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Hey Adjusters,

I’m sitting in Morrison, CO, enjoying a view of the Red Rocks formation as the sun comes up. It’s…awe-inspiring. A really cool job perk of the claims business is that it can bring us all over the country to stunningly beautiful places.

The Red Rocks formation in Morrison, CO

I’ve been ruminating over something for the past three days, and I wanted to blog about it. It has to do with integrity; namely doing what you say you’re going to do, when you say you’re going to do it. Some easy examples of the importance of this principle can be seen in CAT adjusting.


I remember well my first CAT assignment, and my first storm manager’s ominous warning about the importance of communication. He cautioned that many CAT adjusters fail not from lack of ‘technical’ skills (such as construction knowledge) but for lack of ability to communicate effectively. I learned quickly that he was right on the mark; management of expectations and the development of trust is essential to claims success in more ways than one.

For example, when you’re on deployment, pressure quickly becomes intense. Every claimant wants you inspecting their loss yesterday, and they can be pretty forceful about it. Likewise, the claims company wants your claims closed and invoiced now, and the threat of losing claims due to failure to perform is real. Between the two, the temptation to over-promise is huge. ‘I’ll be there tomorrow’ you say while crossing your fingers because you know how unlikely that is. The problem with over-promising is that you’re bound to under-deliver. In other words, you say one thing and do another. When you fail to arrive when you say you’ll arrive, you’ve broken an important trust, and you’ve seriously damaged the claims process.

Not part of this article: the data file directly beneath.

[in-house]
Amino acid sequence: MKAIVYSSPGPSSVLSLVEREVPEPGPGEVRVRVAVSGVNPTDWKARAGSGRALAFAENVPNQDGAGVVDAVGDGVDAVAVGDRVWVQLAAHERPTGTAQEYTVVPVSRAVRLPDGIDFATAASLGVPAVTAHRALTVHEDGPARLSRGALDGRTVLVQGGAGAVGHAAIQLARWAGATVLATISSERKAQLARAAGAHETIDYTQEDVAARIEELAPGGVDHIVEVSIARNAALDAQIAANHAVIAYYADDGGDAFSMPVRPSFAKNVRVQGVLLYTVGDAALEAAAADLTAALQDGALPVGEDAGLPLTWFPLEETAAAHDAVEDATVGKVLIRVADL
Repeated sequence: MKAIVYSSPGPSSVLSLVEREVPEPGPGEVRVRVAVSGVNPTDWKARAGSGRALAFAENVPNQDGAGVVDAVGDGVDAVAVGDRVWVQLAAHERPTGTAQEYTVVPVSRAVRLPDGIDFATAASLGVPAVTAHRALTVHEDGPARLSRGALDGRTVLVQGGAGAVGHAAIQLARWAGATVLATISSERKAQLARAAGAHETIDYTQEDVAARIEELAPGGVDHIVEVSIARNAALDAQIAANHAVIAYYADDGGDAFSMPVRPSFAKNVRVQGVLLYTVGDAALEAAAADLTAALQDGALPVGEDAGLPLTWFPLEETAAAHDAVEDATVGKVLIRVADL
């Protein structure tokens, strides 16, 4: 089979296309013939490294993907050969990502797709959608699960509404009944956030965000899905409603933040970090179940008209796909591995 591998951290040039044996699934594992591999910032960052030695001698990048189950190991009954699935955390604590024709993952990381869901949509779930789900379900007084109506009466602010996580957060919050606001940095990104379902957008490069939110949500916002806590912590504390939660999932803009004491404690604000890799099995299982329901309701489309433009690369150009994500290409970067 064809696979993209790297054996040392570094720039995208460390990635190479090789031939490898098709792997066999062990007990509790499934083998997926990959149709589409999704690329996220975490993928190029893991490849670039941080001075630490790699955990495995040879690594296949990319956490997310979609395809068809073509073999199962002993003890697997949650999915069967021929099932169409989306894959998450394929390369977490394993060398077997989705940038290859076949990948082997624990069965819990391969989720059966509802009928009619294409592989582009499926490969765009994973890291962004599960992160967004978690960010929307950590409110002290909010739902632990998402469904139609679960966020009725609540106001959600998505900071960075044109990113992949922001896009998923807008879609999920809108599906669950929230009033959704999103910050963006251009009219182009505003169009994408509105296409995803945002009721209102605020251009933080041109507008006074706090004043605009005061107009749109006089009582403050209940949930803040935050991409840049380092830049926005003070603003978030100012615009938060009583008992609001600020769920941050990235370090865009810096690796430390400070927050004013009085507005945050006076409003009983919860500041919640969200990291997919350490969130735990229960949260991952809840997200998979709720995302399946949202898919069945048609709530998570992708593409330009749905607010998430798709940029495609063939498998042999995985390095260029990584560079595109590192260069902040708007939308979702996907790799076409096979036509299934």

Returning phone calls is another important one. When there’s a large-scale disaster, claimants can tend to worry about getting taken care of, and that can translate into multiple calls to their adjuster. I’ve found that it’s better not to take calls in the field, if possible. Instead, my claimants reach my voice message explaining that I return all calls after 5pm. Callers always want to talk now, and they won’t be happy having to leave a message. This means that they’ll be annoyed and waiting to see if you really do what you said you’d do, i.e. call back after 5pm. If you call back as promised, the system works. They relax, gain confidence in you, and feel comfortable leaving messages when they need something. But more often than not they’ll quit calling, because now they trust you’ll do what you say you’ll do, and you’ve said you’ll be out to inspect their loss in a week.

On the other hand, if you don’t call back as promised, all hell can break loose. You’ve just proven you’re the kind of person that doesn’t do what they say they’re going to do, which throws everything you say and do into suspicion, thereby undermining their trust in you and your authority as their adjuster. This can change the claims process from a smooth, simple transaction where you’re in charge (because you’re the expert from the insurance company), to a messy battle between two frazzled and unhappy people. Of course, this greatly diminishes both the enjoyment and the profitability of adjusting, because you’ll close fewer claims and have more problems.

I’ve often marveled at the fact that it takes courage to tell it like it is. I mean, if you tell a claimant you’re not going to be out to inspect as soon as they’d wish, they’re not likely to actually kill you, or even touch you. But it can be hard nonetheless. We want everyone to be happy with us. It takes courage to say things that people don’t want to hear. It takes strength of character to not be a people-pleaser.

But the irony is that, when we do say things like they are, people are ultimately happier.

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